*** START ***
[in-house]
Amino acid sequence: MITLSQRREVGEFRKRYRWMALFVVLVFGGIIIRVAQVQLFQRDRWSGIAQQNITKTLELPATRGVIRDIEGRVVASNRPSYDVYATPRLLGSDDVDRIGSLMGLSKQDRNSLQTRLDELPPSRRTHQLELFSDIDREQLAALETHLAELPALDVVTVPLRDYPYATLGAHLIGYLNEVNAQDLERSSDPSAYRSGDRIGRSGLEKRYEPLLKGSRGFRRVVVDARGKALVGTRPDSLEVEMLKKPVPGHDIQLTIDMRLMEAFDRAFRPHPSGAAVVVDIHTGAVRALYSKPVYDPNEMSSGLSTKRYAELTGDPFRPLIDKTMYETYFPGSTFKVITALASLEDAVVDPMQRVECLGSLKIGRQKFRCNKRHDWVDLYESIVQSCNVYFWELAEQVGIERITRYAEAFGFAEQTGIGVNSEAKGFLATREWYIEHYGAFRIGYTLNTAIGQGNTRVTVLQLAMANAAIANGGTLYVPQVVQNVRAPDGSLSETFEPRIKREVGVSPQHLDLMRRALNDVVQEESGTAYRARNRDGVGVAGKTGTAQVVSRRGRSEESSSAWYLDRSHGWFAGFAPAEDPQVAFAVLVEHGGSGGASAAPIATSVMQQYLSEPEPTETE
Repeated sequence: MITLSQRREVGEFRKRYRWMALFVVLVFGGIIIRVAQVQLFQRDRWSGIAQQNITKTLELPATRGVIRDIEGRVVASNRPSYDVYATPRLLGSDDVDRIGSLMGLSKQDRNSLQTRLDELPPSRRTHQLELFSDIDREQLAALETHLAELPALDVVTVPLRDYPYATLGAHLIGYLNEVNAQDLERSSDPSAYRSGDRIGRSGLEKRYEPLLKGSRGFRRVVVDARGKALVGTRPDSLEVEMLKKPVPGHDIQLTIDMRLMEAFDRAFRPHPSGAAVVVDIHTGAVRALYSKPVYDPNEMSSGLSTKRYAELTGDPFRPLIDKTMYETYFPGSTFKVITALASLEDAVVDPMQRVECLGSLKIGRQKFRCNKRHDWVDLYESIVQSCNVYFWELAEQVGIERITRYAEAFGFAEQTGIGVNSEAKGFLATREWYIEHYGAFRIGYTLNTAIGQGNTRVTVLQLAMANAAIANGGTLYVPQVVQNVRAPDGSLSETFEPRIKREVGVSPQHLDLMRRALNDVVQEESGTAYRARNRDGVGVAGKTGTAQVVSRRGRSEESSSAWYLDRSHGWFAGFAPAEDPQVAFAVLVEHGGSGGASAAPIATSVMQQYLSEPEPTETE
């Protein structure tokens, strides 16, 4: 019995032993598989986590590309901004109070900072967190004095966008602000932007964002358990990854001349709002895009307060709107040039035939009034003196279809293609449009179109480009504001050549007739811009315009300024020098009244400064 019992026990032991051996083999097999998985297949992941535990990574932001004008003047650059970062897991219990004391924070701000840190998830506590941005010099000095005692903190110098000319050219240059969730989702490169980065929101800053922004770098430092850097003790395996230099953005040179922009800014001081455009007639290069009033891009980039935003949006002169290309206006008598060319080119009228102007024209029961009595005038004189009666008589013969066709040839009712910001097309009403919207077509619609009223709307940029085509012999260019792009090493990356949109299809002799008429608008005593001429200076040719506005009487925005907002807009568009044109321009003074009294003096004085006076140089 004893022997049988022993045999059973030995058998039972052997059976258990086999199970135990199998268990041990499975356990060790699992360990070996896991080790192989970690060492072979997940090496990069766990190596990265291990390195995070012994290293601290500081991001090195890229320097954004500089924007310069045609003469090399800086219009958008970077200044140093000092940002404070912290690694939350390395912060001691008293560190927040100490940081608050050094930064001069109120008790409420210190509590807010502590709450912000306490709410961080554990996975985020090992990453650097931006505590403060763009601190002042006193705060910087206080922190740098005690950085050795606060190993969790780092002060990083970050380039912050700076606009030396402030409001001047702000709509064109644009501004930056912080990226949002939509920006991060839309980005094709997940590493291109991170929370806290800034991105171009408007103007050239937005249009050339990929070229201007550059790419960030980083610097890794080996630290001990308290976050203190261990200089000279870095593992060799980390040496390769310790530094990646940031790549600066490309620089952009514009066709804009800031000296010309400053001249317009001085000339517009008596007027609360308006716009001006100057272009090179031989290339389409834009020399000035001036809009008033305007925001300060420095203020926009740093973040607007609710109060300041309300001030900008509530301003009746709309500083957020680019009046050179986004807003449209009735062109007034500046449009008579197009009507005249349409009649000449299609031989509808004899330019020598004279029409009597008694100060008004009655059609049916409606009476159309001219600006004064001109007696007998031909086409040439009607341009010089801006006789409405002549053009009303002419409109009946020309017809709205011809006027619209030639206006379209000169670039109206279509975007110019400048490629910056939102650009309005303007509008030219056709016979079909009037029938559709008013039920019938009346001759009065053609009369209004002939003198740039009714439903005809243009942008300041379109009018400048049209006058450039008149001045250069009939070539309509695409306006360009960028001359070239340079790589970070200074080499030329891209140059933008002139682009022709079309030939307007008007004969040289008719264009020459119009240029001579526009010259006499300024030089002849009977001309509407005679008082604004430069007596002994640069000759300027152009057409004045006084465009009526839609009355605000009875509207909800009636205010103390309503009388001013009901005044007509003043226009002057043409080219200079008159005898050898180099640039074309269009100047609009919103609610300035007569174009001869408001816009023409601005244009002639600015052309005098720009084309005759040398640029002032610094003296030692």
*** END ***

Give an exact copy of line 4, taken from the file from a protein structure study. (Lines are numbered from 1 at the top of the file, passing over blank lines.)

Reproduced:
């Protein structure tokens, strides 16, 4: 019995032993598989986590590309901004109070900072967190004095966008602000932007964002358990990854001349709002895009307060709107040039035939009034003196279809293609449009179109480009504001050549007739811009315009300024020098009244400064 019992026990032991051996083999097999998985297949992941535990990574932001004008003047650059970062897991219990004391924070701000840190998830506590941005010099000095005692903190110098000319050219240059969730989702490169980065929101800053922004770098430092850097003790395996230099953005040179922009800014001081455009007639290069009033891009980039935003949006002169290309206006008598060319080119009228102007024209029961009595005038004189009666008589013969066709040839009712910001097309009403919207077509619609009223709307940029085509012999260019792009090493990356949109299809002799008429608008005593001429200076040719506005009487925005907002807009568009044109321009003074009294003096004085006076140089 004893022997049988022993045999059973030995058998039972052997059976258990086999199970135990199998268990041990499975356990060790699992360990070996896991080790192989970690060492072979997940090496990069766990190596990265291990390195995070012994290293601290500081991001090195890229320097954004500089924007310069045609003469090399800086219009958008970077200044140093000092940002404070912290690694939350390395912060001691008293560190927040100490940081608050050094930064001069109120008790409420210190509590807010502590709450912000306490709410961080554990996975985020090992990453650097931006505590403060763009601190002042006193705060910087206080922190740098005690950085050795606060190993969790780092002060990083970050380039912050700076606009030396402030409001001047702000709509064109644009501004930056912080990226949002939509920006991060839309980005094709997940590493291109991170929370806290800034991105171009408007103007050239937005249009050339990929070229201007550059790419960030980083610097890794080996630290001990308290976050203190261990200089000279870095593992060799980390040496390769310790530094990646940031790549600066490309620089952009514009066709804009800031000296010309400053001249317009001085000339517009008596007027609360308006716009001006100057272009090179031989290339389409834009020399000035001036809009008033305007925001300060420095203020926009740093973040607007609710109060300041309300001030900008509530301003009746709309500083957020680019009046050179986004807003449209009735062109007034500046449009008579197009009507005249349409009649000449299609031989509808004899330019020598004279029409009597008694100060008004009655059609049916409606009476159309001219600006004064001109007696007998031909086409040439009607341009010089801006006789409405002549053009009303002419409109009946020309017809709205011809006027619209030639206006379209000169670039109206279509975007110019400048490629910056939102650009309005303007509008030219056709016979079909009037029938559709008013039920019938009346001759009065053609009369209004002939003198740039009714439903005809243009942008300041379109009018400048049209006058450039008149001045250069009939070539309509695409306006360009960028001359070239340079790589970070200074080499030329891209140059933008002139682009022709079309030939307007008007004969040289008719264009020459119009240029001579526009010259006499300024030089002849009977001309509407005679008082604004430069007596002994640069000759300027152009057409004045006084465009009526839609009355605000009875509207909800009636205010103390309503009388001013009901005044007509003043226009002057043409080219200079008159005898050898180099640039074309269009100047609009919103609610300035007569174009001869408001816009023409601005244009002639600015052309005098720009084309005759040398640029002032610094003296030692």